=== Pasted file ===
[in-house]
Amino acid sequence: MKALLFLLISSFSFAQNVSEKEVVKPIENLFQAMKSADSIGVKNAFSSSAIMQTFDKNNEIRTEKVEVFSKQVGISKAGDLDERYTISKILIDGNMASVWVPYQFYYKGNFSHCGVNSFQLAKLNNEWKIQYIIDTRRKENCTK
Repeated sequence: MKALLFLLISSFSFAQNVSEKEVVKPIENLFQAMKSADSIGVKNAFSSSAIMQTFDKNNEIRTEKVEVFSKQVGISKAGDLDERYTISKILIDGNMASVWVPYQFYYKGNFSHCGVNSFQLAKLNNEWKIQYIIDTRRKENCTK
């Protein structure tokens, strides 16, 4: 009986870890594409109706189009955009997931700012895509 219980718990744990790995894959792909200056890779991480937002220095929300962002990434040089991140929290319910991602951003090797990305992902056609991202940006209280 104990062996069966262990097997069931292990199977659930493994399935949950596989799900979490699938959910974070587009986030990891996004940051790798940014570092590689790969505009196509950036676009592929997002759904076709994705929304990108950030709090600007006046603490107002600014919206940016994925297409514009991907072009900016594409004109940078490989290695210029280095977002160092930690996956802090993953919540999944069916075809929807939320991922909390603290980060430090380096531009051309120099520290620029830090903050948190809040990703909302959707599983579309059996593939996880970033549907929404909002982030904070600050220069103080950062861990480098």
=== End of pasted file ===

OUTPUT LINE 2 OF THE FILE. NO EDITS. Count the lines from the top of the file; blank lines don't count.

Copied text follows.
Amino acid sequence: MKALLFLLISSFSFAQNVSEKEVVKPIENLFQAMKSADSIGVKNAFSSSAIMQTFDKNNEIRTEKVEVFSKQVGISKAGDLDERYTISKILIDGNMASVWVPYQFYYKGNFSHCGVNSFQLAKLNNEWKIQYIIDTRRKENCTK